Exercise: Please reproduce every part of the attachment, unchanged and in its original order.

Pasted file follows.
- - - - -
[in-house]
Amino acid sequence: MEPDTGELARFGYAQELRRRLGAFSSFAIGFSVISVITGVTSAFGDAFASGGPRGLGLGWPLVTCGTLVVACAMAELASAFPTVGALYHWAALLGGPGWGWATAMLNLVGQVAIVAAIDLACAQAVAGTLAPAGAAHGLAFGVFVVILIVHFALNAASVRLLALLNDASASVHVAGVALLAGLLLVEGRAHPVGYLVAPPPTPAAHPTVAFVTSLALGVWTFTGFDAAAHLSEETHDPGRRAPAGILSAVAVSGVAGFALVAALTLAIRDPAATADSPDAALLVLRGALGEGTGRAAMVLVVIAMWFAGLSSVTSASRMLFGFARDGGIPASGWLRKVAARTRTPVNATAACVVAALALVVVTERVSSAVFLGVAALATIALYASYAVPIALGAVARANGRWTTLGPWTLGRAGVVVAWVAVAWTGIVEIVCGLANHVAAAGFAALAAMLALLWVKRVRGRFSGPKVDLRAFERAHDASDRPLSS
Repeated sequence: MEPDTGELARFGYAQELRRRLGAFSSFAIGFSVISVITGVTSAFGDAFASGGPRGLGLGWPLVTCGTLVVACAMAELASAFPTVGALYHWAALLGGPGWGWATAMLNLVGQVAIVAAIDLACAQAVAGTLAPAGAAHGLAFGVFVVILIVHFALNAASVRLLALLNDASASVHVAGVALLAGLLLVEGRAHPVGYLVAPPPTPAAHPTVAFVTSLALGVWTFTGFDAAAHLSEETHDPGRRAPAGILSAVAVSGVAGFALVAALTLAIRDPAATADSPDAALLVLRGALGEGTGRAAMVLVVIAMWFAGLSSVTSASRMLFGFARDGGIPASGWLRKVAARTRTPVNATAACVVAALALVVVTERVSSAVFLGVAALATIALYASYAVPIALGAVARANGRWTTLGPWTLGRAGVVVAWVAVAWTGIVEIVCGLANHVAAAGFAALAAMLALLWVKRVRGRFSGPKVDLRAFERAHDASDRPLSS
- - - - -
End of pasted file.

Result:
[in-house]
Amino acid sequence: MEPDTGELARFGYAQELRRRLGAFSSFAIGFSVISVITGVTSAFGDAFASGGPRGLGLGWPLVTCGTLVVACAMAELASAFPTVGALYHWAALLGGPGWGWATAMLNLVGQVAIVAAIDLACAQAVAGTLAPAGAAHGLAFGVFVVILIVHFALNAASVRLLALLNDASASVHVAGVALLAGLLLVEGRAHPVGYLVAPPPTPAAHPTVAFVTSLALGVWTFTGFDAAAHLSEETHDPGRRAPAGILSAVAVSGVAGFALVAALTLAIRDPAATADSPDAALLVLRGALGEGTGRAAMVLVVIAMWFAGLSSVTSASRMLFGFARDGGIPASGWLRKVAARTRTPVNATAACVVAALALVVVTERVSSAVFLGVAALATIALYASYAVPIALGAVARANGRWTTLGPWTLGRAGVVVAWVAVAWTGIVEIVCGLANHVAAAGFAALAAMLALLWVKRVRGRFSGPKVDLRAFERAHDASDRPLSS
Repeated sequence: MEPDTGELARFGYAQELRRRLGAFSSFAIGFSVISVITGVTSAFGDAFASGGPRGLGLGWPLVTCGTLVVACAMAELASAFPTVGALYHWAALLGGPGWGWATAMLNLVGQVAIVAAIDLACAQAVAGTLAPAGAAHGLAFGVFVVILIVHFALNAASVRLLALLNDASASVHVAGVALLAGLLLVEGRAHPVGYLVAPPPTPAAHPTVAFVTSLALGVWTFTGFDAAAHLSEETHDPGRRAPAGILSAVAVSGVAGFALVAALTLAIRDPAATADSPDAALLVLRGALGEGTGRAAMVLVVIAMWFAGLSSVTSASRMLFGFARDGGIPASGWLRKVAARTRTPVNATAACVVAALALVVVTERVSSAVFLGVAALATIALYASYAVPIALGAVARANGRWTTLGPWTLGRAGVVVAWVAVAWTGIVEIVCGLANHVAAAGFAALAAMLALLWVKRVRGRFSGPKVDLRAFERAHDASDRPLSS